It’s heretical not to believe in a real Adam and Eve, who disobeyed God and fell into sin.
+The answer to the above question is a hearty . . . **NO **. . . it is not heretical to so believe in the literal truth of the Genesis creation account . . .
And just a gentle word of caution here for those still in a state of unbelief in this area . . . our belief system as Catholics needs to harmoniously adhere to Magesterium teachings . . .
*]Point #1: The original post in question asks if we can believe the Genesis account “literally” …"
*]Point #2: The Catechism clearly states Sacred :bible1: Scripture can be believed on two (2) levels . . . not just one . . . it is not an either/or situation . . . but a both/and type of understanding that is revealed . . . with the second level of knowledge being divided up into three sublevels of perceiving revelations of truth . . . and the literary genre doesn’t affect the truth of the revelation in any way. [/LIST]
[INDENT]**. . . :coffeeread: . . .**The senses of Scripture
According to an ancient tradition, one can distinguish between two senses of Scripture: the literal** and the spiritual, the latter being subdivided into the allegorical, moral, and anagogical senses. The profound concordance of the four senses guarantees all its richness to the living reading of Scripture in the Church.
The literal sense is the meaning conveyed by the words of Scripture and discovered by exegesis, following the rules of sound interpretation: "All other senses of Sacred Scripture are based on the [size=]literal[/size]."83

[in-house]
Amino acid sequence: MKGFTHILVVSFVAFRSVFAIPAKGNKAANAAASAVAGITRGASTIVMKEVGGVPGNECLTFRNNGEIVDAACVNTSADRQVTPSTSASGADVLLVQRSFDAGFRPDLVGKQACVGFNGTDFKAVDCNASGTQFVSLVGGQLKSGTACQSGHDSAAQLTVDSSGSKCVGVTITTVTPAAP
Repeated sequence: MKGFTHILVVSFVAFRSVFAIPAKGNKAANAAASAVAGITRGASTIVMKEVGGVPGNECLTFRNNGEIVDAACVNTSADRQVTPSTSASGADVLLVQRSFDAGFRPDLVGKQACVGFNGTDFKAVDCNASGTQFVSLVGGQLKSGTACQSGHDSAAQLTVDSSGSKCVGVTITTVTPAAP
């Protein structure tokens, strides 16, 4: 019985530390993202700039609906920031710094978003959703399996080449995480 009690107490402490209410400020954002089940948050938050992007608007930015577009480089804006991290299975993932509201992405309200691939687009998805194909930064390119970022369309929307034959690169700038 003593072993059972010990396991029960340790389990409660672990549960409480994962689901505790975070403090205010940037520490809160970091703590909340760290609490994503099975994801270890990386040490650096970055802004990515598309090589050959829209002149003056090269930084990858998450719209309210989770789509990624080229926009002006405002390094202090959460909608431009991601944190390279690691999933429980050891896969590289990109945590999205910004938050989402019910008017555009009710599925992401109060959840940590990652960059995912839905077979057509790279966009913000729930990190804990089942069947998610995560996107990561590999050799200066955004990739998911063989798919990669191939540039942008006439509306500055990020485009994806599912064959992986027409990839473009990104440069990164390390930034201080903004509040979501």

The spiritual sense. Thanks to the unity of God’s plan, not only the text of Scripture but also the realities and events about which it speaks can be signs.
[INDENT]1. The allegorical sense. We can acquire a more profound understanding of events by recognizing their significance in Christ; thus the crossing of the Red Sea is a sign or type of Christ’s victory and also of Christian Baptism.84
The moral sense. The events reported in Scripture ought to lead us to act justly. As St. Paul says, they were written "for our instruction."85
The anagogical sense (Greek: anagoge, “leading”). We can view realities and events in terms of their eternal significance, leading us toward our true homeland: thus the Church on earth is a sign of the heavenly Jerusalem.86
A medieval couplet summarizes the significance of the four** senses:
The Letter speaks of deeds; Allegory to faith;
The Moral how to act; Anagogy our destiny.87
"It is the task of exegetes to work, according to these rules, …[/INDENT][/INDENT]
]Point #3: ** God is the author of Sacred :bible1: Scripture . . . and it contains infallible truth (truth without error) . . .
[/LIST]. . . :coffeeread: . . .*
[INDENT]II. Inspiration and Truth of Sacred Scripture
God is the author of Sacred Scripture. "The divinely revealed realities, which are contained and presented in the text of Sacred Scripture, have been written down under the inspiration of the Holy Spirit."69
"For Holy Mother Church, relying on the faith of the apostolic age, accepts as sacred and canonical the books of the Old and the New Testaments, whole and entire, with all their parts, on the grounds that, written under the inspiration of the Holy Spirit, they have God as their author and have been handed on as such to the Church herself."70
God inspired the human authors of the sacred books. "To compose the sacred books, God chose certain men who, all the while he employed them in this task, made full use of their own faculties and powers so that, though he acted in them and by them, it was as true authors that they consigned to writing whatever he wanted written, and no more."71
The inspired books teach the truth. "Since therefore all that the inspired authors or sacred writers affirm should be regarded as [size=]affirmed by the Holy Spirit[/size],** we must acknowledge that the books of Scripture firmly, faithfully, and without error teach that truth which God, for the sake of our salvation, wished to see confided to the Sacred Scriptures**."72[/INDENT]
[RIGHT]. . . all for Jesus+
. . . thank You Gracious Lord+[/RIGHT]